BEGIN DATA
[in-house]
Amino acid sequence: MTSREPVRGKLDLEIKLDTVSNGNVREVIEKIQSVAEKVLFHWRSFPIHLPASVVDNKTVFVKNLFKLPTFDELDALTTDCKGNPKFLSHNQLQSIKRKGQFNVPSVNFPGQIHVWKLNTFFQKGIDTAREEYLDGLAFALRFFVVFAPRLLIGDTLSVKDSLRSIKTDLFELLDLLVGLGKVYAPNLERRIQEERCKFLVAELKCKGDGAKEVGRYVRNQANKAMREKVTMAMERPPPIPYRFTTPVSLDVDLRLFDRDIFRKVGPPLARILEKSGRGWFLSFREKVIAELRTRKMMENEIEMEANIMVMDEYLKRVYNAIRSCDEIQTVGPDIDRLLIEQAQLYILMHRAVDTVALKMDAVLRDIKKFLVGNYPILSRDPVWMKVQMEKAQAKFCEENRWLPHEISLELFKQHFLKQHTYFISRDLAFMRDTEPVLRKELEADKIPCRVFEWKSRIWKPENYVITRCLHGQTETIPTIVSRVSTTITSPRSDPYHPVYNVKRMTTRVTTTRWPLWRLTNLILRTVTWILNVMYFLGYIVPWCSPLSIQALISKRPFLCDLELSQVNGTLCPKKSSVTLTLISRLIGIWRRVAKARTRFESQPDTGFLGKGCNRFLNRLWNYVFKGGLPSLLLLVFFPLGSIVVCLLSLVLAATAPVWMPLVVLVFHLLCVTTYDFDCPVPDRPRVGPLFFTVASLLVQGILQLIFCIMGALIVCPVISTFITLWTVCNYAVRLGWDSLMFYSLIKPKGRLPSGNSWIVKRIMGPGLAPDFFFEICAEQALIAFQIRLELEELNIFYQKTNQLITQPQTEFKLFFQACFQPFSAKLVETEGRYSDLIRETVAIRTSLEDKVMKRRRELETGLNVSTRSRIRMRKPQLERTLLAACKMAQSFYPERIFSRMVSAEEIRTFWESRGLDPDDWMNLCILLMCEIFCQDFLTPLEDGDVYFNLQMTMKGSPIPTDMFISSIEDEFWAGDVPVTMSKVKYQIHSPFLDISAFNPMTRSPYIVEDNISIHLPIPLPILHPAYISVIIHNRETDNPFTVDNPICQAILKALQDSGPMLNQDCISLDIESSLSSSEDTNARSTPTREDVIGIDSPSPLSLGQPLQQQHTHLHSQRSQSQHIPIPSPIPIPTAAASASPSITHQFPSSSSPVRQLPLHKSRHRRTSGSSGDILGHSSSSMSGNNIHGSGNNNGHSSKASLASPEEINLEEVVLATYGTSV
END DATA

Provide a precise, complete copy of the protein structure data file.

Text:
[in-house]
Amino acid sequence: MTSREPVRGKLDLEIKLDTVSNGNVREVIEKIQSVAEKVLFHWRSFPIHLPASVVDNKTVFVKNLFKLPTFDELDALTTDCKGNPKFLSHNQLQSIKRKGQFNVPSVNFPGQIHVWKLNTFFQKGIDTAREEYLDGLAFALRFFVVFAPRLLIGDTLSVKDSLRSIKTDLFELLDLLVGLGKVYAPNLERRIQEERCKFLVAELKCKGDGAKEVGRYVRNQANKAMREKVTMAMERPPPIPYRFTTPVSLDVDLRLFDRDIFRKVGPPLARILEKSGRGWFLSFREKVIAELRTRKMMENEIEMEANIMVMDEYLKRVYNAIRSCDEIQTVGPDIDRLLIEQAQLYILMHRAVDTVALKMDAVLRDIKKFLVGNYPILSRDPVWMKVQMEKAQAKFCEENRWLPHEISLELFKQHFLKQHTYFISRDLAFMRDTEPVLRKELEADKIPCRVFEWKSRIWKPENYVITRCLHGQTETIPTIVSRVSTTITSPRSDPYHPVYNVKRMTTRVTTTRWPLWRLTNLILRTVTWILNVMYFLGYIVPWCSPLSIQALISKRPFLCDLELSQVNGTLCPKKSSVTLTLISRLIGIWRRVAKARTRFESQPDTGFLGKGCNRFLNRLWNYVFKGGLPSLLLLVFFPLGSIVVCLLSLVLAATAPVWMPLVVLVFHLLCVTTYDFDCPVPDRPRVGPLFFTVASLLVQGILQLIFCIMGALIVCPVISTFITLWTVCNYAVRLGWDSLMFYSLIKPKGRLPSGNSWIVKRIMGPGLAPDFFFEICAEQALIAFQIRLELEELNIFYQKTNQLITQPQTEFKLFFQACFQPFSAKLVETEGRYSDLIRETVAIRTSLEDKVMKRRRELETGLNVSTRSRIRMRKPQLERTLLAACKMAQSFYPERIFSRMVSAEEIRTFWESRGLDPDDWMNLCILLMCEIFCQDFLTPLEDGDVYFNLQMTMKGSPIPTDMFISSIEDEFWAGDVPVTMSKVKYQIHSPFLDISAFNPMTRSPYIVEDNISIHLPIPLPILHPAYISVIIHNRETDNPFTVDNPICQAILKALQDSGPMLNQDCISLDIESSLSSSEDTNARSTPTREDVIGIDSPSPLSLGQPLQQQHTHLHSQRSQSQHIPIPSPIPIPTAAASASPSITHQFPSSSSPVRQLPLHKSRHRRTSGSSGDILGHSSSSMSGNNIHGSGNNNGHSSKASLASPEEINLEEVVLATYGTSV